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Showcasing Startup Innovation at CEDIA Expo 2019

CEDIA Expo is doing its part to foster the next wave of tech trailblazers with its Innovation Alley.

Long before they grew into industry leaders with sprawling trade show booths, the giants of the CI channel were once but small companies with great ideas. CEDIA Expo is doing its part to foster the next wave of tech trailblazers with its Innovation Alley, and the results have been positive.

Located toward the back end of the show floor, Innovation Alley is a showcase of 22 up-and-coming companies, many of which are exhibiting at CEDIA Expo for the first time. One of these is local Colorado business Emporia Energy, which earlier this year launched its first product, the Vue smart home energy monitor. “It’s been going really well, we’re getting a lot of great traffic,” said Marty Stadelmaier, the company’s director of strategic partnerships. “A lot of folks are interested in what we’re doing. It’s reinforcement that we’re heading down the right track.”

Orlando, FL-based Konnected is also making its debut at this year’s Expo. “This is our first time at CEDIA Expo, it’s our second trade show ever,” said Ben Lebson, electrical engineer at the company, which develops sensors that connect old, pre-wired security systems to leading home automation systems. Currently operating in the DIY space, Konnected is looking to get into the custom install market, which led them to the show. “[Exhibiting] has been great. We’ve been getting a lot of interest, especially with some of the higher-end home automation platforms.”

The show also been a worthwhile experience for A Cloud of My Own. Based in Cambridge, MA, the company provides network and IoT device security for smart homes, with the aim of protecting smart devices from hackers. “We’ve made great connections with folks, potential partnerships as well as interest from installers,” said Jay Hartley, the company’s CEO and founder.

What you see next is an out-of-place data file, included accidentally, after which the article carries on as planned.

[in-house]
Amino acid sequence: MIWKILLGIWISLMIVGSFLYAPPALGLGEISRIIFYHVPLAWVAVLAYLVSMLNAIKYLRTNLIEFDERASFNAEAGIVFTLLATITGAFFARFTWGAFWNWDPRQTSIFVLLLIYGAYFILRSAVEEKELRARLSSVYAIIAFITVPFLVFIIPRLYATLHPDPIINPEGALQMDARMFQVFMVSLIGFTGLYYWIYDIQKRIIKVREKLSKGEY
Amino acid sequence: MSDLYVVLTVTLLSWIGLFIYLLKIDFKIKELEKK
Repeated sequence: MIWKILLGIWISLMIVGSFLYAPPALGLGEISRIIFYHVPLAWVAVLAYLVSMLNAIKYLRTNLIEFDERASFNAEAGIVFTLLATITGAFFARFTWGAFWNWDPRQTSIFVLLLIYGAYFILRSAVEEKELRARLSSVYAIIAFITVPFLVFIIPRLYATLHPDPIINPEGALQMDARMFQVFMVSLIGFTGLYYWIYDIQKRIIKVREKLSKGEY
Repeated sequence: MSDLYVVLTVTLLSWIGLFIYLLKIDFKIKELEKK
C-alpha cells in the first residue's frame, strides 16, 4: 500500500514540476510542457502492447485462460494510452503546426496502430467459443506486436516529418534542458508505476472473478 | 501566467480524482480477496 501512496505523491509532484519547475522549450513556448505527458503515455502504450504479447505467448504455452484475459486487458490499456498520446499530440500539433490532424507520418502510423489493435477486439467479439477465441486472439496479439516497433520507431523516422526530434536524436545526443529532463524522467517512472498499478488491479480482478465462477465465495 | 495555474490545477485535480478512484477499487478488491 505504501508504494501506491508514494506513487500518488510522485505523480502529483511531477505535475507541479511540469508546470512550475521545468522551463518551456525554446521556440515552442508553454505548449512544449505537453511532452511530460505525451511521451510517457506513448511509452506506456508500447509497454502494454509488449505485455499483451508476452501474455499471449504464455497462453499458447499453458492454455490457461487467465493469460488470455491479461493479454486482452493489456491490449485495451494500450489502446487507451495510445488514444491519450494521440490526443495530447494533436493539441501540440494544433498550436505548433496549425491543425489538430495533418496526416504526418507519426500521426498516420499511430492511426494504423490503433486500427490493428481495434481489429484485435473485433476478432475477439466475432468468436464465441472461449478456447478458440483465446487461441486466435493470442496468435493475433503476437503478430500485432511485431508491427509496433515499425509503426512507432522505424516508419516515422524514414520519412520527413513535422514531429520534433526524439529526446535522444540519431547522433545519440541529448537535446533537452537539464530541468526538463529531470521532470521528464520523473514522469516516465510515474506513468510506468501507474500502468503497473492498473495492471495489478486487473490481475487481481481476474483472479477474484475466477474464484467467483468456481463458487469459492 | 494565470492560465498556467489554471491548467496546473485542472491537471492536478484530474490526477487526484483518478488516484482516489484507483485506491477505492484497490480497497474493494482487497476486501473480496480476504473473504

“For a first-time exhibitor, we wanted to see the value that CEDIA would bring to us,” said Michael Li of doqxD, an Atlanta-based manufacturer of accessories for smart home devices, particularly Google. “We’ve definitely found a lot of attendees who have an interest in accessories. It’s a win-win: we help the installers learn about how they can increase their business, and they learn about Google’s new smart displays.”

As a developer of backend software server and design tools for custom control and automation systems, Washington-based CIWare Labs has succeeded in getting some promising leads as a first-time exhibitor. “I’ve found the show riveting,” said Todd Bartleson, the company’s senior software engineer. “Everybody’s got something really interesting to say. There’s lots of cool ideas and technologies and tricks here, and I’ve been very impressed by that so far.”


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